This article is being republished as part of our daily reproduction of WSJ.com articles that also appeared in the U.S. print edition of The Wall Street Journal (January 11, 2018).
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New York City Mayor Bill de Blasio said Wednesday his administration had filed a lawsuit against five major oil companies and was pushing New York City pension funds to divest from fossil fuel, both part of an effort to fight climate change.
"This is a tragedy that was wrought by the fossil-fuel companies," Mr. de Blasio, a Democrat, said at a news conference. "We are going after those who have profited. And what a horrible, disgusting way to profit."
The pension fund divestment requires approval from the trustees of the city's five major pension funds. Some funds may choose to implement the proposal while others may not. City officials plan to present a proposal to the funds on Thursday.
The $189 billion pension funds hold about $5 billion in securities from fossil-fuel companies, officials said.
The lawsuit, filed late Tuesday, asks for billions of dollars to protect the city from climate change. San Francisco and Oakland filed similar suits in September against the same five companies.
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"In this litigation, the City seeks to shift the costs of protecting the City from climate change impacts back onto the companies that have done nearly all they could to create this existential threat," said the complaint, which was filed in U.S. District Court in Manhattan.
The complaint said that "the very climate disruption and injuries that Defendants' scientists and consultants warned them about decades ago have now arrived."
The city filed the suit against oil companies BP PLC, Chevron Corp., ConocoPhillips, Exxon Mobil Corp. and Royal Dutch Shell PLC.
A Shell spokesman said the company believes "climate change is a complex societal challenge that should be addressed through sound government policy and cultural change to drive low-carbon choices for businesses and consumers, not by the courts."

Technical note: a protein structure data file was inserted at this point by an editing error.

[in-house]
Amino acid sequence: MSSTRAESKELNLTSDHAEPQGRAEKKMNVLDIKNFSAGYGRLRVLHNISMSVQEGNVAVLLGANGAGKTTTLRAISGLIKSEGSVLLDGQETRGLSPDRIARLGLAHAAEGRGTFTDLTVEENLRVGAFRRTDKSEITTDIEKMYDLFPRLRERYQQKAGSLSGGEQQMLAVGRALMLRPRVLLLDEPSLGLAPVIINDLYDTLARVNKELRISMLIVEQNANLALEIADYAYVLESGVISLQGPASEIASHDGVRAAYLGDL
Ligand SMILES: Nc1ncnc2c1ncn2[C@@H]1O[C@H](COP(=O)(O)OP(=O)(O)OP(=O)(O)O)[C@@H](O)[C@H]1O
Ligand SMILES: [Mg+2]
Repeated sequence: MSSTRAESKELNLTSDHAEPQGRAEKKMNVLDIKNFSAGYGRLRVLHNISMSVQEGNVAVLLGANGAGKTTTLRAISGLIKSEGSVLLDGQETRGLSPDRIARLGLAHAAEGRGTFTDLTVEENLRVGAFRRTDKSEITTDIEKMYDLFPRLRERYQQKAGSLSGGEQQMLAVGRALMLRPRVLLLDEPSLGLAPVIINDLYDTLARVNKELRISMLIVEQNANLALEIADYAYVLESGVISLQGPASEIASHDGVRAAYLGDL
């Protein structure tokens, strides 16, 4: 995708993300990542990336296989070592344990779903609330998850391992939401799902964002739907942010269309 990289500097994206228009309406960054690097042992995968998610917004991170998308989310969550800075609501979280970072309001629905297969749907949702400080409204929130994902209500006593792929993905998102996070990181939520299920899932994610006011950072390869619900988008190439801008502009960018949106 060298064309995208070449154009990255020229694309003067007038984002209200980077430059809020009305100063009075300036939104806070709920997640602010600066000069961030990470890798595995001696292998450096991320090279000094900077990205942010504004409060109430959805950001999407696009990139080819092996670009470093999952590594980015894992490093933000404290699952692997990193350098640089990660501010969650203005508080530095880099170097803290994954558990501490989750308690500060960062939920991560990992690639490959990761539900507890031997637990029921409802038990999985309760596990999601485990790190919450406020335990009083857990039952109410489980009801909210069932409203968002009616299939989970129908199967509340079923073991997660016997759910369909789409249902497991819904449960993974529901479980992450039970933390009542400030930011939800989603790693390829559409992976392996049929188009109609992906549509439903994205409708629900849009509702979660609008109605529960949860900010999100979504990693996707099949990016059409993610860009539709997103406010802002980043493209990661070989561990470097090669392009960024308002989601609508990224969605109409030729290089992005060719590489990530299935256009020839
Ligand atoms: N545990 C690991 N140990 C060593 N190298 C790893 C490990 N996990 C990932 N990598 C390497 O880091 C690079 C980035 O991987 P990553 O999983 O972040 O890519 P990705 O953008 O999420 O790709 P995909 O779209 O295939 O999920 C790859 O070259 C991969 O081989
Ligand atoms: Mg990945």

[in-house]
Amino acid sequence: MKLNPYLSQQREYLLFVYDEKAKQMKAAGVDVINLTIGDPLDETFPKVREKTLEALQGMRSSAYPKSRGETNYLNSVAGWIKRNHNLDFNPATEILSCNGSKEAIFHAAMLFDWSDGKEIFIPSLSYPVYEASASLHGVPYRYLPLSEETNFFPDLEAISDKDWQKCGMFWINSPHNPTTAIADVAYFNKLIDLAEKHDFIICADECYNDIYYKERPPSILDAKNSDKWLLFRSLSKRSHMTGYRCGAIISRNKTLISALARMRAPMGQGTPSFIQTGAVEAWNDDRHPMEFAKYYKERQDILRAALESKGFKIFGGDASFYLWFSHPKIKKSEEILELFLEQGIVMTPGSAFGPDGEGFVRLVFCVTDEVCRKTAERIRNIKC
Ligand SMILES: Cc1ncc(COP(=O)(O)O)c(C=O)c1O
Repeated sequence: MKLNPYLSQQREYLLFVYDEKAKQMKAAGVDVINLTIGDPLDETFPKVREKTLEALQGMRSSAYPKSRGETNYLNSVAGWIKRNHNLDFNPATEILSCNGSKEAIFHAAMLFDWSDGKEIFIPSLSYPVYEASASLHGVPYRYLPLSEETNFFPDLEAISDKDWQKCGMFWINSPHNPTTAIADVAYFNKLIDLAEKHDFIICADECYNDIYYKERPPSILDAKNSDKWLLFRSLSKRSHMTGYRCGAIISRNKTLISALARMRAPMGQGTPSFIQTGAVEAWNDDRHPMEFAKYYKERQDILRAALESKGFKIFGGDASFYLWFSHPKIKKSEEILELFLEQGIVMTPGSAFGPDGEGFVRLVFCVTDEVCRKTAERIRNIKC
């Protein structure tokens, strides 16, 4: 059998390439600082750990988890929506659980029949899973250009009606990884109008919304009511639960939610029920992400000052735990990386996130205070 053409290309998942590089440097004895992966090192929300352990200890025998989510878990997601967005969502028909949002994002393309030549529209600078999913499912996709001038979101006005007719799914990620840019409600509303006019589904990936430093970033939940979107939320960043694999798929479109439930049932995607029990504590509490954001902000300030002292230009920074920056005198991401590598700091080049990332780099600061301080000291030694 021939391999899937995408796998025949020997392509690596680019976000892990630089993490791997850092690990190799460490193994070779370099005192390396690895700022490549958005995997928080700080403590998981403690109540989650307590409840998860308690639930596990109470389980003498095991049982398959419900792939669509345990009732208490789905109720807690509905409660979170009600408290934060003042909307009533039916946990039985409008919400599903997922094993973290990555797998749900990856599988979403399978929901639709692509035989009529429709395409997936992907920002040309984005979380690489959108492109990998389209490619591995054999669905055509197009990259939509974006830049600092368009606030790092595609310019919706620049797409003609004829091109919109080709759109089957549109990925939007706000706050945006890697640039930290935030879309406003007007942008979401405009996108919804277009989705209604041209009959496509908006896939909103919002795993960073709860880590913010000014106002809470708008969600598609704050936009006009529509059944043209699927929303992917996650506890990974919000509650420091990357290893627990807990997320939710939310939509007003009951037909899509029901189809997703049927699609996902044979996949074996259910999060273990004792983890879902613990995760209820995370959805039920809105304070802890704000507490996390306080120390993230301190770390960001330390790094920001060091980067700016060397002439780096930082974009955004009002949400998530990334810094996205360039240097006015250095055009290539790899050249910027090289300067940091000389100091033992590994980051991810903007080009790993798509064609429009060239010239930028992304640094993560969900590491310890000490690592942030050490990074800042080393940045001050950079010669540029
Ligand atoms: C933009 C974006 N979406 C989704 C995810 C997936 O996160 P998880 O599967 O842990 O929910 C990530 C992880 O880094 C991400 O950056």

A Chevron spokesman called the lawsuit "factually and legally meritless." An Exxon Mobil spokesman said the company "welcomes any well-meaning and good faith attempt to address the risks of climate change," but that lawsuits such as this one do not.
A ConocoPhillips spokesman said the company doesn't comment on pending litigation. BP declined to comment.
A city has never successfully sued a fossil-fuel company for damages for climate change, said Michael Burger, executive director of Columbia Law School's Sabin Center for Climate Change Law. Still, under state law, courts haven't yet prohibited such a suit, he said.
Even if cities aren't successful in court, such suits could have other impacts. "It's possible that these lawsuits will apply enough pressure to move industry off of its resistance to take significant measures to address climate change," Mr. Burger said.
The measures proposed Wednesday come as Mr. de Blasio works to grow his national profile as a liberal Democrat. Last month, the mayor traveled to Iowa to deliver the keynote address at the holiday party of a liberal group, sparking speculation that he may be considering a bid for president in 2020. Mr. de Blasio has repeatedly said he isn't running for president.
Write to Corinne Ramey at Corinne.Ramey@wsj.com and Mara Gay at firstname.lastname@example.org
(END) Dow Jones Newswires
January 11, 2018 02:49 ET (07:49 GMT)